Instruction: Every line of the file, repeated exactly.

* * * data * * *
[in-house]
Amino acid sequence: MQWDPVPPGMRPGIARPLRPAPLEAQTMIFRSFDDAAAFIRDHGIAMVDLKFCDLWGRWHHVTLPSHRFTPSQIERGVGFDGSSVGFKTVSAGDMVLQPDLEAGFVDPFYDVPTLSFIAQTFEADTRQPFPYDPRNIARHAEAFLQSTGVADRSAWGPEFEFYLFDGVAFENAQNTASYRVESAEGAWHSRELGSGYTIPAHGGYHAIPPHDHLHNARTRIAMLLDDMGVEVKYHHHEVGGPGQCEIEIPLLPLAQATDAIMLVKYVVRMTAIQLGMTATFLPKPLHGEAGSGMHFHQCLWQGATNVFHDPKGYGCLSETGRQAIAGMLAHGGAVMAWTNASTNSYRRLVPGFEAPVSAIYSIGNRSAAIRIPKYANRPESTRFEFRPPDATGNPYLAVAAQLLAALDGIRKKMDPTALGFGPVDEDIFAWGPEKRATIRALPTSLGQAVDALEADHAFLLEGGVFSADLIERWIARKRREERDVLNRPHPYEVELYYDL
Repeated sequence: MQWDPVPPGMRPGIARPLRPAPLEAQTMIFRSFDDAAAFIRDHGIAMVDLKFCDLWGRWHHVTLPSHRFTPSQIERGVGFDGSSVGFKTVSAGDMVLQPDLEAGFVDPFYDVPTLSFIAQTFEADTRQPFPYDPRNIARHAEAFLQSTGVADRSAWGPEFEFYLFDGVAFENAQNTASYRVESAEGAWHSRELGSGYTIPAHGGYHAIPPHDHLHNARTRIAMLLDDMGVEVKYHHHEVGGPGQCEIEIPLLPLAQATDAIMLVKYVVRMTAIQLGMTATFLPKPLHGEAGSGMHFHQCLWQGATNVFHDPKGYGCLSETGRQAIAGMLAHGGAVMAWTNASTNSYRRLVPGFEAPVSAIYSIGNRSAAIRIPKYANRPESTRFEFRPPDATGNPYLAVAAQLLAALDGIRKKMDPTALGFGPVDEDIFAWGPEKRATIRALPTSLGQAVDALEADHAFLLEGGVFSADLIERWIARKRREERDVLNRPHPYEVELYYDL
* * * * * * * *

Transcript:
[in-house]
Amino acid sequence: MQWDPVPPGMRPGIARPLRPAPLEAQTMIFRSFDDAAAFIRDHGIAMVDLKFCDLWGRWHHVTLPSHRFTPSQIERGVGFDGSSVGFKTVSAGDMVLQPDLEAGFVDPFYDVPTLSFIAQTFEADTRQPFPYDPRNIARHAEAFLQSTGVADRSAWGPEFEFYLFDGVAFENAQNTASYRVESAEGAWHSRELGSGYTIPAHGGYHAIPPHDHLHNARTRIAMLLDDMGVEVKYHHHEVGGPGQCEIEIPLLPLAQATDAIMLVKYVVRMTAIQLGMTATFLPKPLHGEAGSGMHFHQCLWQGATNVFHDPKGYGCLSETGRQAIAGMLAHGGAVMAWTNASTNSYRRLVPGFEAPVSAIYSIGNRSAAIRIPKYANRPESTRFEFRPPDATGNPYLAVAAQLLAALDGIRKKMDPTALGFGPVDEDIFAWGPEKRATIRALPTSLGQAVDALEADHAFLLEGGVFSADLIERWIARKRREERDVLNRPHPYEVELYYDL
Repeated sequence: MQWDPVPPGMRPGIARPLRPAPLEAQTMIFRSFDDAAAFIRDHGIAMVDLKFCDLWGRWHHVTLPSHRFTPSQIERGVGFDGSSVGFKTVSAGDMVLQPDLEAGFVDPFYDVPTLSFIAQTFEADTRQPFPYDPRNIARHAEAFLQSTGVADRSAWGPEFEFYLFDGVAFENAQNTASYRVESAEGAWHSRELGSGYTIPAHGGYHAIPPHDHLHNARTRIAMLLDDMGVEVKYHHHEVGGPGQCEIEIPLLPLAQATDAIMLVKYVVRMTAIQLGMTATFLPKPLHGEAGSGMHFHQCLWQGATNVFHDPKGYGCLSETGRQAIAGMLAHGGAVMAWTNASTNSYRRLVPGFEAPVSAIYSIGNRSAAIRIPKYANRPESTRFEFRPPDATGNPYLAVAAQLLAALDGIRKKMDPTALGFGPVDEDIFAWGPEKRATIRALPTSLGQAVDALEADHAFLLEGGVFSADLIERWIARKRREERDVLNRPHPYEVELYYDL